Read the story from the end to the beginning. It won't make sense, and that's the point. This may force your brain to pick up errors that you would otherwise skip over.

If all else fails, try using Windows Narrator. (It's a utility installed on any Windows PC that will read back text portions of any open document. I'm not sure if there's a similar feature on Macintosh computers, but you may be able to find a free text-to-speech utility by searching online.) The computer voice is horrible, and it will make mistakes in pronunciation. It doesn't sound at all natural, but it will read the words that are actually on the page. This one has actually helped me, because I have to listen carefully to what it's saying and make sure the words are correct.

To open Windows narrator, click Start> Accessories> Ease of Access> Narrator.

For Continuity Errors, Characterization, and Questions of Plausibility.

The best way I know to maintain continuity between chapters that were written over a long period of time is with lists and charts. I know, I know. That's a lot of work. It's a pain in the ass. I really wish that I had thought of doing it earlier, because even though it takes more initial work to set up, it would've saved me a lot of headaches. Here's what I do:

Make a list of all the major players in the story.

Make a separate list of all the major plot points and subplots in the story.

I keep these documents separate from my charts because they will change over time. I know that my plots will diverge from my outline, and subplots may or may not end up working the way I thought they would.  Lists can serve as a quick reference guide that I can scan a lot more easily than I could scan a large chart, and I can update them with a lot less hassle if I'm in a hurry.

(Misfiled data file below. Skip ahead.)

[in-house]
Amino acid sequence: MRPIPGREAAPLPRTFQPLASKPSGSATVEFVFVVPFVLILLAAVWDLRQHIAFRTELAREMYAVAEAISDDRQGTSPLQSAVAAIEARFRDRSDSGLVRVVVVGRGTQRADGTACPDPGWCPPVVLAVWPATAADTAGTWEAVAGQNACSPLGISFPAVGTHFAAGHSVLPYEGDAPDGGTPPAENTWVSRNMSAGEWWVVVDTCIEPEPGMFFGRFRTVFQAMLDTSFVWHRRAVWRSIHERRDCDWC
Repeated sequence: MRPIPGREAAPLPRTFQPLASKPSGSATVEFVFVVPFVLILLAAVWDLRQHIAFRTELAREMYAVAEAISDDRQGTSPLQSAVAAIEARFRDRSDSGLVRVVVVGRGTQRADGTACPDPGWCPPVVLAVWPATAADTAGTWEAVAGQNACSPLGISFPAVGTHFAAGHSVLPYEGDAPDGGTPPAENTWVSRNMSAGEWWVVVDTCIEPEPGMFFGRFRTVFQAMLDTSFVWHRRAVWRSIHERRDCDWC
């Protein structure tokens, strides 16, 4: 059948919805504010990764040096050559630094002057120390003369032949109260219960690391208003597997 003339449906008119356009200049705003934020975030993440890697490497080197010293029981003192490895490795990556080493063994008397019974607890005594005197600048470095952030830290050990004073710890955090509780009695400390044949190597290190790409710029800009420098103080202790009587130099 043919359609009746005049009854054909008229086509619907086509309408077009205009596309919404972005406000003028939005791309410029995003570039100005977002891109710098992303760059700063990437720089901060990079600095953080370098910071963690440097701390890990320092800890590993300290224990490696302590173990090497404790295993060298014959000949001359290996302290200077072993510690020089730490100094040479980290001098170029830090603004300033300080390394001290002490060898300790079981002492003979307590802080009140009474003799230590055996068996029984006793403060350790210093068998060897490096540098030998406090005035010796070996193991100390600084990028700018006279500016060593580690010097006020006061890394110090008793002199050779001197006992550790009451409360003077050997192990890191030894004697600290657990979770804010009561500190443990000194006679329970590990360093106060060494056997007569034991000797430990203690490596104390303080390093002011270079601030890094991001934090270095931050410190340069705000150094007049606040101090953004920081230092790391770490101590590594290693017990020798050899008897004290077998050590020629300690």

Then I make two different charts or spreadsheets. The first one has the major plot points listed across the top of the page. The characters names are listed on the left, and then the table cells cover what happens to them in connection with each plot point. (Some people like to use this format as an outline; I prefer to use it as a method of keeping track of what I've written.) The second chart lists the chapter numbers across the top of the page, and again, the characters names on the left. If you are good at keeping your chapters on track with your outline or what you think is going to happen, you can probably make this ahead of time. Since my stories take on a life of their own and my characters do things that I was not planning, I leave it blank and fill it in as I go.

Make sure that you leave time in your writing schedule to work on and update your charts as you go. Otherwise, they will become outdated and completely useless, not to mention overwhelming when you go to try to fix them. This is something you might want to do during that week between finishing your rough draft and editing what you've done.

For dealing with questions of plausibility and characterization, I found that the best thing to do is to ask someone what they think of a specific plot element, scenario, scene, or section of dialogue. Most fans are nice people. Even if they don't have time to beta read for you, they'll probably have time to answer one or two specific questions about your story and point out any problems or conflicts with canon.

Do you have any other ideas or suggestions? What have you found is the best way to get by without a beta reader if you have to?

1 comment:

  1. As often as I forget things, I really should invest the time into spreadsheets and lists. They would probably help out a lot.

    I generally put my writing away for a while after I've written it. I've found that the distance gives me perspective on what does and doesn't work in addition to the spelling/grammar errors.